Wheat Bread Isn't Actually The Best For Weight Loss, Says New Study
It's been advised by many nutrition experts that swapping out white bread for wheat bread is one of the best things you can do for weight loss. Wheat bread is typically higher in fiber, which helps you to feel fuller compared to a measly piece of white bread. However, according to a recent study published in the journal Clinical Nutrition, wheat bread actually isn't the best choice in terms of losing weight long term.
Researchers from the Chalmers University of Technology in Sweden state that rye bread is actually healthy for weight loss compared to wheat bread.
The study split 242 overweight men and women into two focus groups, all between the ages of 30 and 70 years old. One group ate regular refined wheat bread while the other group ate whole-grain rye products with the same energy (i.e. calorie) level. The participants were also advised on healthy eating habits from a dietitian to follow over the course of the study.
After 12 weeks, researchers were able to conclude that while both groups were able to lose weight during the study, the group that ate whole-grain rye products lost an average of one kilogram (around 2.2 pounds) and decreased their body fat by 0.54%.
Whole-grain rye is known to have a high fiber content compared to other generic refined bread products, with up to 2 grams of fiber per slice, according to the USDA. Rye bread is also known for having a dense amount of nutrients in it like selenium, thiamine, manganese, niacin, riboflavin, vitamin B6, copper, iron, and folate. A slice of generic refined wheat bread only contains around 1 gram of fiber.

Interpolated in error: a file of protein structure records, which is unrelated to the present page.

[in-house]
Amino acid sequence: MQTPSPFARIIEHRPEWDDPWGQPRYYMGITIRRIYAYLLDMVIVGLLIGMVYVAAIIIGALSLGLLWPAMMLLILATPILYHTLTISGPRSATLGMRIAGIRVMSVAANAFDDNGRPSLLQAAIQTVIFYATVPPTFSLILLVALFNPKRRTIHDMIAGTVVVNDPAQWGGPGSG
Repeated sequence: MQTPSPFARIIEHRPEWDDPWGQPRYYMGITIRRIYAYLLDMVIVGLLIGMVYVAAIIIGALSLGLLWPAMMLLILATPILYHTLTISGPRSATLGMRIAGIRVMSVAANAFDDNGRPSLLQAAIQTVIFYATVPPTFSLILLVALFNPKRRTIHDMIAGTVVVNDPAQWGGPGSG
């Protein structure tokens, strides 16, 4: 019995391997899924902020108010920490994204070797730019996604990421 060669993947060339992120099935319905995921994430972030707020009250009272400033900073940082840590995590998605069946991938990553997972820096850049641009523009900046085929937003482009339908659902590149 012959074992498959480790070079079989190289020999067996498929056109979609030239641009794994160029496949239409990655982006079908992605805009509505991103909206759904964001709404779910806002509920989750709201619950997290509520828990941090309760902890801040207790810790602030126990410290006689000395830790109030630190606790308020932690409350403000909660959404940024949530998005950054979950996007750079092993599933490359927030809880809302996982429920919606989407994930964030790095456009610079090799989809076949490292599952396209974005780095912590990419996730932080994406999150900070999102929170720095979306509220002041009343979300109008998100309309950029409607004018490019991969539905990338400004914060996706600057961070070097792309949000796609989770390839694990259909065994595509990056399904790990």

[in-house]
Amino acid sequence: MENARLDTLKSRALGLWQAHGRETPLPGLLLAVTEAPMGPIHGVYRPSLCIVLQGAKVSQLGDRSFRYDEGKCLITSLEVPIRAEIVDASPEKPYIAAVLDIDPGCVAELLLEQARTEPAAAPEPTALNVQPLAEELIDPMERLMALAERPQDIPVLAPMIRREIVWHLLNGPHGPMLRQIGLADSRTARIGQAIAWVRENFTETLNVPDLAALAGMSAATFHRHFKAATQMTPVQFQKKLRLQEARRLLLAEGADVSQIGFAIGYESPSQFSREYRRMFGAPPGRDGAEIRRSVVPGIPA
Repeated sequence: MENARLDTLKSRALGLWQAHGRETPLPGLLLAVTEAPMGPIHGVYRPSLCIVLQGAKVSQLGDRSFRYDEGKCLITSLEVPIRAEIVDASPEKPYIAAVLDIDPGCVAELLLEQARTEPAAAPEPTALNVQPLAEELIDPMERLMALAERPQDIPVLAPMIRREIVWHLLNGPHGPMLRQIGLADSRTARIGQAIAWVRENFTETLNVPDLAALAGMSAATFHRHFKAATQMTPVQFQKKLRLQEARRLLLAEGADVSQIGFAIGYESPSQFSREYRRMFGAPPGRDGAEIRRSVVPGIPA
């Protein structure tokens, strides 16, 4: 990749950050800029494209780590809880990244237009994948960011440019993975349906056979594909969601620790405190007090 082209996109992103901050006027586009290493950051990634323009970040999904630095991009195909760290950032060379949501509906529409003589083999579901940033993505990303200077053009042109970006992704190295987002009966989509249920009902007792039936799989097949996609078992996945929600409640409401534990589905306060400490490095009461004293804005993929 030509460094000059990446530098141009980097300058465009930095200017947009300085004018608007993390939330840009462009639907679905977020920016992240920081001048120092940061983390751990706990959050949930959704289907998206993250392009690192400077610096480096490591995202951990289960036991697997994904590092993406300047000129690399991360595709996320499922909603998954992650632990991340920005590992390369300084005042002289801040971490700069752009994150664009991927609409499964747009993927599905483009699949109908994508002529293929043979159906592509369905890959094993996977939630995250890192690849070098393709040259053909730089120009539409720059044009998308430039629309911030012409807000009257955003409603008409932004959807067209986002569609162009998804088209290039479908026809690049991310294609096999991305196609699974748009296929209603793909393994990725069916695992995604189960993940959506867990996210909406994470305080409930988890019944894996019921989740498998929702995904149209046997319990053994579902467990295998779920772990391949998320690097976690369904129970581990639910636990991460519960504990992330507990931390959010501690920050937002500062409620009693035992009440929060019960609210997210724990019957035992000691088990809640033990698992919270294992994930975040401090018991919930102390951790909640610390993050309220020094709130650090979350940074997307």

The study states that those who regularly eat rye bread with a high fiber content feel more full than those with eating the same amount of wheat bread. Feeling full and satisfied is key for weight loss, so finding foods high in fiber that keeps you satiated is better than continually eating more "empty" (i.e. not filling) calories to feel full.
Although the study did see a difference in weight compared to the two groups, the researchers do state that more research is needed in order to determine a final claim—especially when it comes to observing differences in appetite, location of participants (rye bread is easily accessible in Scandinavia and Europe), and continually looking at whole-grain rye intake and fat reduction.
However, while more research can be done, the researchers did conclude that eating rye bread instead of sifted, refined wheat bread is better for your health—and assisting with weight loss.
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